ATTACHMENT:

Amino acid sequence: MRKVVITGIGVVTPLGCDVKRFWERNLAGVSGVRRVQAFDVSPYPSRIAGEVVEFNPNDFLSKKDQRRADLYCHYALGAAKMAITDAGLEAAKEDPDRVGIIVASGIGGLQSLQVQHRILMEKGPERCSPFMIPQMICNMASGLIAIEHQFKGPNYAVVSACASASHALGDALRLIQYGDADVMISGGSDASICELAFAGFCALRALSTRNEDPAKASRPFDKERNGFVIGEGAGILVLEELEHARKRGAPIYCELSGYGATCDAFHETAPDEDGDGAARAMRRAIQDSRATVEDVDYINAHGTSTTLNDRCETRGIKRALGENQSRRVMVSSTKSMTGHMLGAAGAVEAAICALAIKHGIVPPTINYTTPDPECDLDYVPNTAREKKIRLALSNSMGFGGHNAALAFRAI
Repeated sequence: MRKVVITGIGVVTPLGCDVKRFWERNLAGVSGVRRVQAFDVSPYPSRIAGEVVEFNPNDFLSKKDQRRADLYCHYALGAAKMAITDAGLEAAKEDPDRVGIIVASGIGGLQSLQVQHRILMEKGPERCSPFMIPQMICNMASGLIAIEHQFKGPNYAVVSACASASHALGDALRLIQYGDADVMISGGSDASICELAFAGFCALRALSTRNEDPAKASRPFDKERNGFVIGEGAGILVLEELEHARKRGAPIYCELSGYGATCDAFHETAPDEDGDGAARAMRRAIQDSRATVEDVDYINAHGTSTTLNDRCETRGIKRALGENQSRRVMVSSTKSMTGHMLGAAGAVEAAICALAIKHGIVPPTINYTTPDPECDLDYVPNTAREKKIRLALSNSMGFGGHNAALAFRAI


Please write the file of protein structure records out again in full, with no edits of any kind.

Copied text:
Amino acid sequence: MRKVVITGIGVVTPLGCDVKRFWERNLAGVSGVRRVQAFDVSPYPSRIAGEVVEFNPNDFLSKKDQRRADLYCHYALGAAKMAITDAGLEAAKEDPDRVGIIVASGIGGLQSLQVQHRILMEKGPERCSPFMIPQMICNMASGLIAIEHQFKGPNYAVVSACASASHALGDALRLIQYGDADVMISGGSDASICELAFAGFCALRALSTRNEDPAKASRPFDKERNGFVIGEGAGILVLEELEHARKRGAPIYCELSGYGATCDAFHETAPDEDGDGAARAMRRAIQDSRATVEDVDYINAHGTSTTLNDRCETRGIKRALGENQSRRVMVSSTKSMTGHMLGAAGAVEAAICALAIKHGIVPPTINYTTPDPECDLDYVPNTAREKKIRLALSNSMGFGGHNAALAFRAI
Repeated sequence: MRKVVITGIGVVTPLGCDVKRFWERNLAGVSGVRRVQAFDVSPYPSRIAGEVVEFNPNDFLSKKDQRRADLYCHYALGAAKMAITDAGLEAAKEDPDRVGIIVASGIGGLQSLQVQHRILMEKGPERCSPFMIPQMICNMASGLIAIEHQFKGPNYAVVSACASASHALGDALRLIQYGDADVMISGGSDASICELAFAGFCALRALSTRNEDPAKASRPFDKERNGFVIGEGAGILVLEELEHARKRGAPIYCELSGYGATCDAFHETAPDEDGDGAARAMRRAIQDSRATVEDVDYINAHGTSTTLNDRCETRGIKRALGENQSRRVMVSSTKSMTGHMLGAAGAVEAAICALAIKHGIVPPTINYTTPDPECDLDYVPNTAREKKIRLALSNSMGFGGHNAALAFRAI